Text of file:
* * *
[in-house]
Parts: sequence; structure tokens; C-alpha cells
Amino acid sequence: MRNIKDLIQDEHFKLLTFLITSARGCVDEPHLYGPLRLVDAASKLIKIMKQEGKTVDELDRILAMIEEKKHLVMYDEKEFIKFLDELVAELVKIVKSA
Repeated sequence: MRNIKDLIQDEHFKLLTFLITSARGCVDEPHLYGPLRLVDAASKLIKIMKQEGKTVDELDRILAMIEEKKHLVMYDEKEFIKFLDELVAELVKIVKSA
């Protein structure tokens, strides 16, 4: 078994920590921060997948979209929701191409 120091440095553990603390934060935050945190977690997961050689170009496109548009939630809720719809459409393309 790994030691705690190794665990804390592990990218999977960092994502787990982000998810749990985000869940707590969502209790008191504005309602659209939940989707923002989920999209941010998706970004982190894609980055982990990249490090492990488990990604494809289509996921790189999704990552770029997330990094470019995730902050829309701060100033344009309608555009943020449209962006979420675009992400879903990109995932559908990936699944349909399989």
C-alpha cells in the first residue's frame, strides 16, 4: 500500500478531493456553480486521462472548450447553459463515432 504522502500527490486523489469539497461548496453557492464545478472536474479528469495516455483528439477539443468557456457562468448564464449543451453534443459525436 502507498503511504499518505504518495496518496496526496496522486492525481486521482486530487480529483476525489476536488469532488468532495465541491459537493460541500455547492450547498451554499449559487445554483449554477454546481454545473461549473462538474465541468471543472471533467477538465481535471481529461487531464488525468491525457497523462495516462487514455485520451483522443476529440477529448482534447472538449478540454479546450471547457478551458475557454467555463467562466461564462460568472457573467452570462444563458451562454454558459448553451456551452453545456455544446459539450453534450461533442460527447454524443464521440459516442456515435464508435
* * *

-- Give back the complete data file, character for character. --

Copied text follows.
[in-house]
Parts: sequence; structure tokens; C-alpha cells
Amino acid sequence: MRNIKDLIQDEHFKLLTFLITSARGCVDEPHLYGPLRLVDAASKLIKIMKQEGKTVDELDRILAMIEEKKHLVMYDEKEFIKFLDELVAELVKIVKSA
Repeated sequence: MRNIKDLIQDEHFKLLTFLITSARGCVDEPHLYGPLRLVDAASKLIKIMKQEGKTVDELDRILAMIEEKKHLVMYDEKEFIKFLDELVAELVKIVKSA
């Protein structure tokens, strides 16, 4: 078994920590921060997948979209929701191409 120091440095553990603390934060935050945190977690997961050689170009496109548009939630809720719809459409393309 790994030691705690190794665990804390592990990218999977960092994502787990982000998810749990985000869940707590969502209790008191504005309602659209939940989707923002989920999209941010998706970004982190894609980055982990990249490090492990488990990604494809289509996921790189999704990552770029997330990094470019995730902050829309701060100033344009309608555009943020449209962006979420675009992400879903990109995932559908990936699944349909399989």
C-alpha cells in the first residue's frame, strides 16, 4: 500500500478531493456553480486521462472548450447553459463515432 504522502500527490486523489469539497461548496453557492464545478472536474479528469495516455483528439477539443468557456457562468448564464449543451453534443459525436 502507498503511504499518505504518495496518496496526496496522486492525481486521482486530487480529483476525489476536488469532488468532495465541491459537493460541500455547492450547498451554499449559487445554483449554477454546481454545473461549473462538474465541468471543472471533467477538465481535471481529461487531464488525468491525457497523462495516462487514455485520451483522443476529440477529448482534447472538449478540454479546450471547457478551458475557454467555463467562466461564462460568472457573467452570462444563458451562454454558459448553451456551452453545456455544446459539450453534450461533442460527447454524443464521440459516442456515435464508435